Staffers at the New England Aquarium last winter were setting up for an after-hours event near the Amazon rain forest exhibit when they made an unexpected discovery.
Anna the anaconda — 30 pounds, 8 years old and 10 feet long — had given birth to a litter of baby snakes.
Aquarium staff notified the resident biologist, who scrambled into the tank and found three live babies and about a dozen stillborn.
On its face, anaconda birth isn’t unusual. Anaconda have no trouble reproducing in aquarium settings, and the snakes living in this Amazon exhibit were no exception. If left to freely breed, green anaconda like Anna can have dozens of babies at a time, which is precisely why staffers at this Boston aquarium had taken great care to keep male and female snakes in separate tanks.
By design, Anna’s roommates were all female. She had no contact with males.
And yet, she had still, somehow, become pregnant.
Was it magic? Divine intervention? A secret, late-night reptile tryst?
Of course not, the biologists knew. This was simply the wonders of science.
The staffers immediately suspected a rare reproductive strategy called parthenogenesis, which means that a female organism can self-impregnate. She does not need no man-aconda.
The word itself is of Greek origin. Its translation means virgin birth.
The phenomenon is far more common in plants and insects, but it has been documented in some lizard, shark, bird and snake species. Just once before, at a zoo in the United Kingdom in 2014, had scientists documented a parthenogenesis case in green anaconda whose young were born alive.
"Genetically, it’s a vulnerable process,” aquarium spokesman Tony LaCasse said. “It’s among that tagline, life will find a way. It’s a completely unique and amazing reproductive strategy, but it has a low viability compared to sexual reproduction.”
Parthenogenesis is not necessarily a product of captive circumstances. The process has been documented in the wild and is known to occur within species where the female might not see a male for an extended period of time, LaCasse said.
Based on that, parthenogenesis was a logical explanation for Anna’s mysterious pregnancy.
But before the aquarium could make it official, the staff biologists “had some detective work to do,” according to a news release.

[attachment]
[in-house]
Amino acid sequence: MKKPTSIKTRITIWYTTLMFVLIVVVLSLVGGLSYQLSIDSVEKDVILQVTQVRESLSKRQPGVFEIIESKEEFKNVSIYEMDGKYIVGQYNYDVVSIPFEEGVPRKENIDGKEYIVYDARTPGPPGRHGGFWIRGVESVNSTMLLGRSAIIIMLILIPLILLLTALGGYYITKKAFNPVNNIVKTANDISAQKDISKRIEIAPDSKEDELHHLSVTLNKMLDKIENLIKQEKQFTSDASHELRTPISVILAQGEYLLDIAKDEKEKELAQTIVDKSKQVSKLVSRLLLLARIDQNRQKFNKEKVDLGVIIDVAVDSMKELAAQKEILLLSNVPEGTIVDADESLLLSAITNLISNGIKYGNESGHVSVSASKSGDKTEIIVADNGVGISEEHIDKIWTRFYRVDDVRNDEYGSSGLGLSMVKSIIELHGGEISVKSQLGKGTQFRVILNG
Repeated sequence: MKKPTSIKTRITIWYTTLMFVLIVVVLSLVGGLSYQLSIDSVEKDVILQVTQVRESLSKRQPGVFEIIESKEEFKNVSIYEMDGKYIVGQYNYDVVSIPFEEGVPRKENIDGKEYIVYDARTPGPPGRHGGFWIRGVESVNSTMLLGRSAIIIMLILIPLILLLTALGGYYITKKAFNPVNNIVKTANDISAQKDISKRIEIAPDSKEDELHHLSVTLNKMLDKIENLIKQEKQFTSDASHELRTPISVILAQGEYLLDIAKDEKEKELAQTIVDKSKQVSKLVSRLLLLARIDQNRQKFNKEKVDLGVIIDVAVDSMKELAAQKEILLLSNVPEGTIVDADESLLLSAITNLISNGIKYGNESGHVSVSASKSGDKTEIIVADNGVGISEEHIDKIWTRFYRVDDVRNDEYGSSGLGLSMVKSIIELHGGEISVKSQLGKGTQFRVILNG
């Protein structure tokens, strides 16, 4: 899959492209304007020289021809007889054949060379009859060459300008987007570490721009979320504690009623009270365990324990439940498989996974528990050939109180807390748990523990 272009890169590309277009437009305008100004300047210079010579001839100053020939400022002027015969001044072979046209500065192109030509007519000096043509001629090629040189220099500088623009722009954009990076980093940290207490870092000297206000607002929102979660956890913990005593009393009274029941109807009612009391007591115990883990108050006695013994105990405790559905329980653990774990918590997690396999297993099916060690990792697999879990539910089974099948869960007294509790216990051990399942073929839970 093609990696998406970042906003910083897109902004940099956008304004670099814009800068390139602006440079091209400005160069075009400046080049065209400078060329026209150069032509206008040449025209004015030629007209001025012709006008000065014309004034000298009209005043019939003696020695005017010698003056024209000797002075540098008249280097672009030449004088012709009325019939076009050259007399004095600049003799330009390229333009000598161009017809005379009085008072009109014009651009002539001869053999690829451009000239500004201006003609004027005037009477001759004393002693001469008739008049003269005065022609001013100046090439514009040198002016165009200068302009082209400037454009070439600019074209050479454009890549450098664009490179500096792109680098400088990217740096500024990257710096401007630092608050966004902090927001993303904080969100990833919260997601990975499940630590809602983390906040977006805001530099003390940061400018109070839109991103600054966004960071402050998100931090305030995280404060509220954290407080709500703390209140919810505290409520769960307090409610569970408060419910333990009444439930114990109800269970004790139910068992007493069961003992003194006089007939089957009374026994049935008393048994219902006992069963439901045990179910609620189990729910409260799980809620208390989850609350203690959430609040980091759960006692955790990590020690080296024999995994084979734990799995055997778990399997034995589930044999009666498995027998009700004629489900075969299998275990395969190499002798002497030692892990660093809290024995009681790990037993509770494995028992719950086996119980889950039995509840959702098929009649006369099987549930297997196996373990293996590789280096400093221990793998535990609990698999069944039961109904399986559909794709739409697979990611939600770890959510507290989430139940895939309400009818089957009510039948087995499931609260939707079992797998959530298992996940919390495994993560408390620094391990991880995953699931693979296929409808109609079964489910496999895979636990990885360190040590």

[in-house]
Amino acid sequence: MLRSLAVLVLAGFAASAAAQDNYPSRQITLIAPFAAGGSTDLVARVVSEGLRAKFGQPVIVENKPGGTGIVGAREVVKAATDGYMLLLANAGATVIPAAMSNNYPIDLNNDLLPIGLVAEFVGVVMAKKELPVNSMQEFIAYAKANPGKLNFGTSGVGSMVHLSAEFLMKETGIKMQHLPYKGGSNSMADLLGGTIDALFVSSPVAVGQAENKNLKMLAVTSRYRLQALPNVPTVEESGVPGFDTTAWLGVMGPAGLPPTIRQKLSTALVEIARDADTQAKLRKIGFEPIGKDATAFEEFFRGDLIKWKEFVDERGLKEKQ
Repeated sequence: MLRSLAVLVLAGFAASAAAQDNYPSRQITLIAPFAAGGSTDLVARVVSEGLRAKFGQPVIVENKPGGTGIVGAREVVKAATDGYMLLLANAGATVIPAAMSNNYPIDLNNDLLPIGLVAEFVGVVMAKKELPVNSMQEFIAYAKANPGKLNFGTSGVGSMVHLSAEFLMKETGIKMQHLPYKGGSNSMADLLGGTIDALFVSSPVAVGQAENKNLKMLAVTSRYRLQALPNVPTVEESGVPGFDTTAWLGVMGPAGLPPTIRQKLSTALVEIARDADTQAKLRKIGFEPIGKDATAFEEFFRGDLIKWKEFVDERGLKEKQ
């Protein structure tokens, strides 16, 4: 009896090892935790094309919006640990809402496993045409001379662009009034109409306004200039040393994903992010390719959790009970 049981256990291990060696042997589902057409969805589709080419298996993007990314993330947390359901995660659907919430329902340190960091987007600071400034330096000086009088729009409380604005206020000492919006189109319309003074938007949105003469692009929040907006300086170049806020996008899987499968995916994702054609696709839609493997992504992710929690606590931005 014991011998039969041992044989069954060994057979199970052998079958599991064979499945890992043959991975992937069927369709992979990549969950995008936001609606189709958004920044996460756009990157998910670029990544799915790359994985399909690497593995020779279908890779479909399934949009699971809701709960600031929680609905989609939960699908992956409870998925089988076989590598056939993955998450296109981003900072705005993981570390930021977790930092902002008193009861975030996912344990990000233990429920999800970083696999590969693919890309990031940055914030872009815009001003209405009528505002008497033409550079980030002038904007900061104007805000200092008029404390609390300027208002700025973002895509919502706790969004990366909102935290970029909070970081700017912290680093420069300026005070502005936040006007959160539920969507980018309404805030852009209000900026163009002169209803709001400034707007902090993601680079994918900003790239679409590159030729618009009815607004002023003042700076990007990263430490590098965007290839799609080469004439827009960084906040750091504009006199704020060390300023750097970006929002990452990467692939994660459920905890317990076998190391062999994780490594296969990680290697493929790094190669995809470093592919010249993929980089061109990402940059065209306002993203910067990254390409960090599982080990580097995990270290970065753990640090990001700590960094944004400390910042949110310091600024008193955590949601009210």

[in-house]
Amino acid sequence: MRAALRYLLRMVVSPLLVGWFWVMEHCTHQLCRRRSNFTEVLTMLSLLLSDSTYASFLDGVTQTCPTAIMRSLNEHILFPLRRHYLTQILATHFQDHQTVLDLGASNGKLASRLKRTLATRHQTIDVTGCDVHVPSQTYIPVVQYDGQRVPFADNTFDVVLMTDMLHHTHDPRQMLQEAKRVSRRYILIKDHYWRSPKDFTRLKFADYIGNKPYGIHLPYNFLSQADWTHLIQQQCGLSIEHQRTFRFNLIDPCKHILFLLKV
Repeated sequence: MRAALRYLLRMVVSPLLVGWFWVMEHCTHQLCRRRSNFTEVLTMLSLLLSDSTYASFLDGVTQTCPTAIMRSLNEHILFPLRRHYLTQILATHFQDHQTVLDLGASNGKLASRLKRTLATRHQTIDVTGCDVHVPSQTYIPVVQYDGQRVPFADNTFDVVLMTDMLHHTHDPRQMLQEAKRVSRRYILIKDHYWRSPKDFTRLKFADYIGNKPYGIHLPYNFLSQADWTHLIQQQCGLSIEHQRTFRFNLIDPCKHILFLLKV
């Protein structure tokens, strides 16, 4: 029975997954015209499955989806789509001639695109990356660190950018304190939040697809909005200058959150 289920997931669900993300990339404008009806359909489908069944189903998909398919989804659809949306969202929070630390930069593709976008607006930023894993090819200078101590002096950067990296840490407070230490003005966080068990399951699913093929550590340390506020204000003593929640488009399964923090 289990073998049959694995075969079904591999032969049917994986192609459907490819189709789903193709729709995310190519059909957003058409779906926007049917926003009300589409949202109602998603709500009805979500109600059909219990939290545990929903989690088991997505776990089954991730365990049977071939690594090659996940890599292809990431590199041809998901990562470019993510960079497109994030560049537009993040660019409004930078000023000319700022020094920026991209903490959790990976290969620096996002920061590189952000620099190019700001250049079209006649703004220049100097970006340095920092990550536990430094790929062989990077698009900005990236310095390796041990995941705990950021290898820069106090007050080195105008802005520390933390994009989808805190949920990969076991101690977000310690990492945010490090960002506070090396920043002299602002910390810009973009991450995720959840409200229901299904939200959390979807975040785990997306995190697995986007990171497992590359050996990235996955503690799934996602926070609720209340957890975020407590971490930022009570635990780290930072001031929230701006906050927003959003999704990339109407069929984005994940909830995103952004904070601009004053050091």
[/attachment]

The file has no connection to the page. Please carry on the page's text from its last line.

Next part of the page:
Anna’s female roommates were closely examined to re-confirm their biological sex. Staffers ruled out “delayed embryo implantation,” because Anna’s life history was well documented. She had been born at a certified reptile organization and brought to the New England Aquarium as a very young snake, all with no exposure to males.
Call “Maury,” time for a DNA test.
“Aquarium veterinarians sent off tissue samples for analysis,” the news release said. “Many weeks later, the results acknowledged what most Aquarium staff had suspected.”
Anna’s DNA was all they found. And her two living babies — a third died 48 hours after birth — appeared to be her genetic copies.
“There can be different kinds of parthenogenesis, many of which do not yield exact DNA copies of their mother,” the aquarium explained in the news release. “However, the limited genetic sequencing done for these two young snakes shows complete matches on all the sites tested.”
On Thursday, when the aquarium presented Anna’s mystery to the world, staff said they had been holding the two babies “every day of their short lives" to condition them for regular handling by humans. The public can’t quite view the two youngsters yet. They’re still being cared for behind the scenes.
The thinner of the two is laid back, the aquarium said. The thicker one is the explorer.
“It’s a little bit of excitement in terms of the birth," LaCasse told the Boston Globe. “But also one of success because the mystery was solved.”
Correction: A previous version of this story used the phrase “Immaculate Conception” inaccurately. The post has been updated.